Four hundred Iron Age houses uncovered

Archaeologists uncovered a whole Iron Age village that also functioned in Medieval times, at the famous site of Jelling, Denmark.

Iron Age houses found at Jelling (by Esben Klinker Hansen)

The town is known for its heritage sites and artefacts, such as Jelling Church, the Jelling runic Stone, and two large burial mounds and becoming a centre of power under King Harald Bluetooth in the 10th century. Now, archaeologists have uncovered a village of almost 400 houses that span on an are of six hectares. Some of the houses are said to have been replaced by a new ones several times. According to archaeologists Katrine Balsgaard Juul of the The Vejle Museums (VejleMuseerne) in Southern Denmark, the houses were constructed in multiple periods of the Iron Age and all are dated to between 300 and 600 AD. Primarily, the houses were wooden and measured 33 in length and 5.5 in width. The researchers estimate that the village consisted of between eight and ten farms, and that the residents were farmers who worked on the surrounding land. Objects discovered on site suggest that some were skilled in iron and pottery production, which were typical of the period.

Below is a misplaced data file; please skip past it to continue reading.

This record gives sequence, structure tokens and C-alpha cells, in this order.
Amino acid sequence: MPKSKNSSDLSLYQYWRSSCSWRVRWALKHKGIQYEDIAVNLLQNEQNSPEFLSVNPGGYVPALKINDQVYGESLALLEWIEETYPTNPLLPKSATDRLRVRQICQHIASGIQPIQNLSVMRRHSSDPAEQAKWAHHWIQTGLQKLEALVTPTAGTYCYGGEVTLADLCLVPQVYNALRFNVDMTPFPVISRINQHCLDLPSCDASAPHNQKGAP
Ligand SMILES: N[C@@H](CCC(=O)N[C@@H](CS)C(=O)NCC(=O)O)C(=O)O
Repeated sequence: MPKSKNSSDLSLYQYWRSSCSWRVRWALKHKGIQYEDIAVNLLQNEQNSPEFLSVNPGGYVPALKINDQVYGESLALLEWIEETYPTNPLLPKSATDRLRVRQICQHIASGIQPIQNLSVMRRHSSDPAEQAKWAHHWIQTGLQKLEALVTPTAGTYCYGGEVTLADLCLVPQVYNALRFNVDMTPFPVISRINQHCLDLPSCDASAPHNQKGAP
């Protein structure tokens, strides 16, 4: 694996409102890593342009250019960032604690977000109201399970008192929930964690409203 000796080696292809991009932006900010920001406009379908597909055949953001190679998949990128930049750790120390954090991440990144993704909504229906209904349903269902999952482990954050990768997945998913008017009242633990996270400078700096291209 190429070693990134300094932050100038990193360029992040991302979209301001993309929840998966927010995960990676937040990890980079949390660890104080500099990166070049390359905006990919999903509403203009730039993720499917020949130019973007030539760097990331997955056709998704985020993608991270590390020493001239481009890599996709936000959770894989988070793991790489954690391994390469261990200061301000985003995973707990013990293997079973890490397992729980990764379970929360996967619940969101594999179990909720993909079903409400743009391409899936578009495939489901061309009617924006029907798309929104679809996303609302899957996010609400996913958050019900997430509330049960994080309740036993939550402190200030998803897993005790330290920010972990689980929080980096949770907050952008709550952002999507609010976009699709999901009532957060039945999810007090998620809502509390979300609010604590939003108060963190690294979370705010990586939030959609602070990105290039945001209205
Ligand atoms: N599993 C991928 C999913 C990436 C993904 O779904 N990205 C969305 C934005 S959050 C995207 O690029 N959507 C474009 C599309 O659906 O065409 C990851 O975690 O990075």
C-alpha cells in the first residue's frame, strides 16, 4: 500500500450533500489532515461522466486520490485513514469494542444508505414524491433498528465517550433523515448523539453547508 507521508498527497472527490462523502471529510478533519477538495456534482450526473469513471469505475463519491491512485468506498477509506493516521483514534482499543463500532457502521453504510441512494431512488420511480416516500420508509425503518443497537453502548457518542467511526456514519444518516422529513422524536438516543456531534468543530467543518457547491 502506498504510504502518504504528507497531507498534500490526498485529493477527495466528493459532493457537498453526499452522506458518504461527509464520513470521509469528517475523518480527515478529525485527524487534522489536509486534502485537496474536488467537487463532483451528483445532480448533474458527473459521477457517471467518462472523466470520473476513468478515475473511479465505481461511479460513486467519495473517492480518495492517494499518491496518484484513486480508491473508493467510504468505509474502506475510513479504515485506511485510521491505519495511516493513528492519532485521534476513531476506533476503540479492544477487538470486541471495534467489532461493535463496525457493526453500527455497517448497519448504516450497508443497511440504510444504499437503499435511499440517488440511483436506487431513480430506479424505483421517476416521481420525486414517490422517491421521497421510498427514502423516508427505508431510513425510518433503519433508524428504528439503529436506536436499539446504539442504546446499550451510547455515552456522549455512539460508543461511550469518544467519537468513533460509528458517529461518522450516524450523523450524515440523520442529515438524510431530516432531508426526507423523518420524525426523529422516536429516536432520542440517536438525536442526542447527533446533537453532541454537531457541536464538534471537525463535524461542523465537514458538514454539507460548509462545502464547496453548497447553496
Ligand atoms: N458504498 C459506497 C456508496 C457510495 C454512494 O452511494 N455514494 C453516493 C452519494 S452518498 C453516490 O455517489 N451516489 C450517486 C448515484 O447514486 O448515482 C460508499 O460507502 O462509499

The plots of the main houses with arrows indicating entrances (by Esben Klinker Hansen)

(after Esben Klinker Hansen, VejleMuseerne & Science Nordic)

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